Or to put it another way, the question is this: ought we to accept a dilution of our earthly nationality if it saved unborn lives?
One of the articles linked above, “An Irish language act cannot be granted to stop abortion”, addresses that question.
It is a thoughtful, measured and well written opinion, and one of the benefits of good writing is that it draws attention to our dilemmas and forces us to make choices.
And increasingly it appears that Christians like me, people who have long been able to benefit from preserving both their religious and national identity in a christianised West, have decisions to make.
Am I, for example, prepared to see a dilution of my nationality if it might save unborn lives?
Would that mean, for example, that I was prepared to see an Irish Language Act if it saved unborn lives?
Or could it be that Christians will have to accept an even greater loss?
Would I, for example, be prepared to lose my national identity altogether if it meant remaining loyal to the Kingdom of Heaven?
One of the most interesting sections in the piece was this:
“Such Christian principles remind me of an evangelical friend whom I would have expected to be unionist but who was indifferent to Irish unity. That was temporal he said, and ultimately unimportant.”
The response in the article was this:
“But some of us are more focused on the here and now.”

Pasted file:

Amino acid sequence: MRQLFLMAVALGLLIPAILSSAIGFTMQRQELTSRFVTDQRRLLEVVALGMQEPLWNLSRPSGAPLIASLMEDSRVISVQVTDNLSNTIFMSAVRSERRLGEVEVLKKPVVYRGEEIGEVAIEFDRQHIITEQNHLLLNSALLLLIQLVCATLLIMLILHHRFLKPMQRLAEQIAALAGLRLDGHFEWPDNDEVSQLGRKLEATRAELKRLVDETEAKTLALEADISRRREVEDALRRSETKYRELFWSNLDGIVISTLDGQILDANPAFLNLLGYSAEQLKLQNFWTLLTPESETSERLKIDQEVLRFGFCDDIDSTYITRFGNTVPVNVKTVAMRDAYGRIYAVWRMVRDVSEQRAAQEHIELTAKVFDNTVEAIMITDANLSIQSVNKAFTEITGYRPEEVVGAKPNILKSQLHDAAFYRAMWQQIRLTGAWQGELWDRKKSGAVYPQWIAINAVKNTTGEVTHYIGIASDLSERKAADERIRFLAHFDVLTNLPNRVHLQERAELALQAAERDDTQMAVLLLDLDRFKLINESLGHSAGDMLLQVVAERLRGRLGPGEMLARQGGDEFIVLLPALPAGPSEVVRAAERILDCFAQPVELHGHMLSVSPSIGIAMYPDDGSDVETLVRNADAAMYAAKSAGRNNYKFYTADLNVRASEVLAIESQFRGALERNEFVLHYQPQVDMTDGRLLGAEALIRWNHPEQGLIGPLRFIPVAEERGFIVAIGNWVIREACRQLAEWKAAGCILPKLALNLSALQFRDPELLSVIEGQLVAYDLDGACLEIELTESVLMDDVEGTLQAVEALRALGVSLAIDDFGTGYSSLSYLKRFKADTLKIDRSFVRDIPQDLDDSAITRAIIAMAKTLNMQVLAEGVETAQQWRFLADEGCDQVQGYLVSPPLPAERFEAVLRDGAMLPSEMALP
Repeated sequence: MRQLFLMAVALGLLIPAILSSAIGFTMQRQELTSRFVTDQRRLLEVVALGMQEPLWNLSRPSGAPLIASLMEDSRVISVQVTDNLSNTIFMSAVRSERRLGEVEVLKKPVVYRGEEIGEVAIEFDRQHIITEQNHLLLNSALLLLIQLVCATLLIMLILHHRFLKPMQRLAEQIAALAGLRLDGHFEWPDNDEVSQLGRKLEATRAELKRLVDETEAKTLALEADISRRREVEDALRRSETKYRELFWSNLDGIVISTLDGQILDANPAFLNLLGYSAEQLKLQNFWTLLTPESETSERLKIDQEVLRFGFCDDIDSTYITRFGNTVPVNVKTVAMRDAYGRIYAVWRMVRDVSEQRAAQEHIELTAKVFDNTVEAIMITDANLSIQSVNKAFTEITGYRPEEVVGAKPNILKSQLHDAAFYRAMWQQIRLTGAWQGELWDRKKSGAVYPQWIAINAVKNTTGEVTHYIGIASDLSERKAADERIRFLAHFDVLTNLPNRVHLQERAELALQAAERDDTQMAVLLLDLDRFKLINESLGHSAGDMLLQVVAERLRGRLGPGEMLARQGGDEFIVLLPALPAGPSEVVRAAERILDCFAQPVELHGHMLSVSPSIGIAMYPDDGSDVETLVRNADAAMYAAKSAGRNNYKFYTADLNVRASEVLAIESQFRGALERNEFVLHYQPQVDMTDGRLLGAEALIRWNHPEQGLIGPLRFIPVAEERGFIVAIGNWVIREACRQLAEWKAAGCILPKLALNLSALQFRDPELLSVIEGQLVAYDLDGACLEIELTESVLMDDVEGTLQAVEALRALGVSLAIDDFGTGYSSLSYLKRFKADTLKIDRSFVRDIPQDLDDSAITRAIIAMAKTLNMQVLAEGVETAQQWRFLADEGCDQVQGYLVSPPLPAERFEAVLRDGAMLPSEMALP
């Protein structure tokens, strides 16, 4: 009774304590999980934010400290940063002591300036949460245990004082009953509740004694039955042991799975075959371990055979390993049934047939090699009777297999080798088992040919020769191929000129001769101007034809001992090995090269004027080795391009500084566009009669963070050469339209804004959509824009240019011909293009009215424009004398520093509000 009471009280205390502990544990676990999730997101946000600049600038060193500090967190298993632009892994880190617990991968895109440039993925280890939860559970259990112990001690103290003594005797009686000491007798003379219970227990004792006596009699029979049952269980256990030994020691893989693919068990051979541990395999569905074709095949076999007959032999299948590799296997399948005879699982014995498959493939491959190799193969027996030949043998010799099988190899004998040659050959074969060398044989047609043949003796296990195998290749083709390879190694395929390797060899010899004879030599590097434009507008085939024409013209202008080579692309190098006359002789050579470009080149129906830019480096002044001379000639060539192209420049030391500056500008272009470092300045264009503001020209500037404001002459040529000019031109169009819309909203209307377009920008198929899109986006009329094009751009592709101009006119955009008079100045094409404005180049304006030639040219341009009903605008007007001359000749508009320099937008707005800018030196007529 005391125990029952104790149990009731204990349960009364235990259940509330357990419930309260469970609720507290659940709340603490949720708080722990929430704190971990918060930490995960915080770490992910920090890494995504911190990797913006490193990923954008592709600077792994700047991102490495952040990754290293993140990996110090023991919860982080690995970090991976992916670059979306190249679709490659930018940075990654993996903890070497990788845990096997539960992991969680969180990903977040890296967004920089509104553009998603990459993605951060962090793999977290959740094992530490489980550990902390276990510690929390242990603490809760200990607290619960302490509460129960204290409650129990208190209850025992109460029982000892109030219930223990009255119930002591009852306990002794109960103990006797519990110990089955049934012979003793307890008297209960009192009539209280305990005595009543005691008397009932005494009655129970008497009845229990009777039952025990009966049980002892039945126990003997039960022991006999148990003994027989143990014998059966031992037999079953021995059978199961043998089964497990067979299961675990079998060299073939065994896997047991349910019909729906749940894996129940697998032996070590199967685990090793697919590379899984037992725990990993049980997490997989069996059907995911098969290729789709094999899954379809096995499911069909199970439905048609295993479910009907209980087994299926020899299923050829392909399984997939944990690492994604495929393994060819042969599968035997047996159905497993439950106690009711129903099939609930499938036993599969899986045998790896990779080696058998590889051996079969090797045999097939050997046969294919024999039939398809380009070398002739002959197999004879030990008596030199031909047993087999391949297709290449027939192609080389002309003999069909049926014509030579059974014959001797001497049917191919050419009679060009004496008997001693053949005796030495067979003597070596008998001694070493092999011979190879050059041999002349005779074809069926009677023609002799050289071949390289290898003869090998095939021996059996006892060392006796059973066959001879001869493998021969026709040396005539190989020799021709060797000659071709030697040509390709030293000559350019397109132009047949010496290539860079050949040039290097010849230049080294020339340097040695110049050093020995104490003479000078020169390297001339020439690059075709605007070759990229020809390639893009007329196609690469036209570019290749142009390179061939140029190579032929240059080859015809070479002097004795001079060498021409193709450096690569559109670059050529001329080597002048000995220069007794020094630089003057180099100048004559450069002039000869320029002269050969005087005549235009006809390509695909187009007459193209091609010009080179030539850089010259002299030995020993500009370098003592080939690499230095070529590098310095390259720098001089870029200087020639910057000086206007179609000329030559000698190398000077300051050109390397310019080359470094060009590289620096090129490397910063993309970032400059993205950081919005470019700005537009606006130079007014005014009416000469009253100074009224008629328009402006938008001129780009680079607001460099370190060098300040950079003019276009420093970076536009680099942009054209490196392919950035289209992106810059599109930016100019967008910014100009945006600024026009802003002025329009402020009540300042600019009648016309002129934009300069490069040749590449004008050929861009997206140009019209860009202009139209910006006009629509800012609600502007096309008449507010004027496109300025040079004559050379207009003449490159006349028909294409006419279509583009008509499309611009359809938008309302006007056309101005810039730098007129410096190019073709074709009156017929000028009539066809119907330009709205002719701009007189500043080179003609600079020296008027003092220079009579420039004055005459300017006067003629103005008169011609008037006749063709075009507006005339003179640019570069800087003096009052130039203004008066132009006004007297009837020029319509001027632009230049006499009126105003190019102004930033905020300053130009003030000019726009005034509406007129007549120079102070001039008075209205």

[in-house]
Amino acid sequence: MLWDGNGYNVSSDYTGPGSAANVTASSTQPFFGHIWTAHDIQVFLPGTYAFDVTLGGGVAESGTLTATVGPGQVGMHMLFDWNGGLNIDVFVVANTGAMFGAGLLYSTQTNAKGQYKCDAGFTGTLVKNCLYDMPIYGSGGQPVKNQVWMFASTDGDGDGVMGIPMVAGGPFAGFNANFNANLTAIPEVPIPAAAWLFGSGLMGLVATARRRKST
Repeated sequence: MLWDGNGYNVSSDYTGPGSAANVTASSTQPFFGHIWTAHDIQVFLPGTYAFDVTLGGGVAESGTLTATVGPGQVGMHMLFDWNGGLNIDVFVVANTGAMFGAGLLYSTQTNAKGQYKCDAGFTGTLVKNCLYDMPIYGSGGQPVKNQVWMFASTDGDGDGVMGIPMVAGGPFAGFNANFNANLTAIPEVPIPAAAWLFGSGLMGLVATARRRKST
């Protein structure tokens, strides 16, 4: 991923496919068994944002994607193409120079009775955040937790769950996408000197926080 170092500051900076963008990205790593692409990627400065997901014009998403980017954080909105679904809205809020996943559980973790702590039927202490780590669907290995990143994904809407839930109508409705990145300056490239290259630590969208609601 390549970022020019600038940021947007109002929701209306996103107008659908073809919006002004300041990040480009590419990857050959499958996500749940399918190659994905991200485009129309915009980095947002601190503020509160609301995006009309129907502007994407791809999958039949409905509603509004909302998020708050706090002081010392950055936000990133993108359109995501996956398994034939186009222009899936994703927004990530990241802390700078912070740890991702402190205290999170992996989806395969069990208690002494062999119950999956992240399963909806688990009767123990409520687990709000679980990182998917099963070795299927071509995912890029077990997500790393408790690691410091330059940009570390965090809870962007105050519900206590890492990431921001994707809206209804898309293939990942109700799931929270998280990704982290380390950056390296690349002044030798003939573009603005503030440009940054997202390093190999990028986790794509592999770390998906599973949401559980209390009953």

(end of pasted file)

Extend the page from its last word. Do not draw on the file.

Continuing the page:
To say that, however, is to invoke the misunderstanding that the Kingdom of Heaven has nothing to say about this world.
The Kingdom of Jesus may not be of this world, but it is very much in this world, and it has many things to say to this world. One of them is that unborn lives are more important than national identities.
And unborn lives are very bit as much about “here and now” as national identity.
Our “evangelical friend” is right: the Kingdoms of this world are temporal… and we are not to seek after them, at least not first.
We may not like the situation our politicians have been placed in, or the decisions our national government has made, but we are rarely in control of those circumstances—we can only respond to them, as other brothers and sisters have had to respond to the changing circumstances in their own lives and nations before us. And we are to remain loyal to the Kingdom of Heaven, to its values and its principles, and to bring them to bear on this world, whenever and wherever we can.
Some of us in Northern Ireland may soon have to choose between the kingdoms of this world and the Kingdom of Christ. We may have to make political decisions which will prioritise the Kingdom of Heaven and our Christian faith over our national identities. We may soon no longer have the benefit of enjoying both ‘God’ and ‘Nation’ as if there was no conflict between them. Perhaps the same distinctions will come to your country too.
The losses we face may seem small, but perhaps we must get used to making them—and exercise and strengthen our decision making capacities, so that if greater decisions come along we will be well prepared for them.
And as we reflect on this, perhaps the best way I can finish this piece is to invoke some religion and politics, and point to the High Altar in the British and Christian Westminster Abbey, where we read words from Revelation:
“The kingdoms of this world are become the kingdoms of our Lord, and of his Christ; and he shall reign for ever and ever.”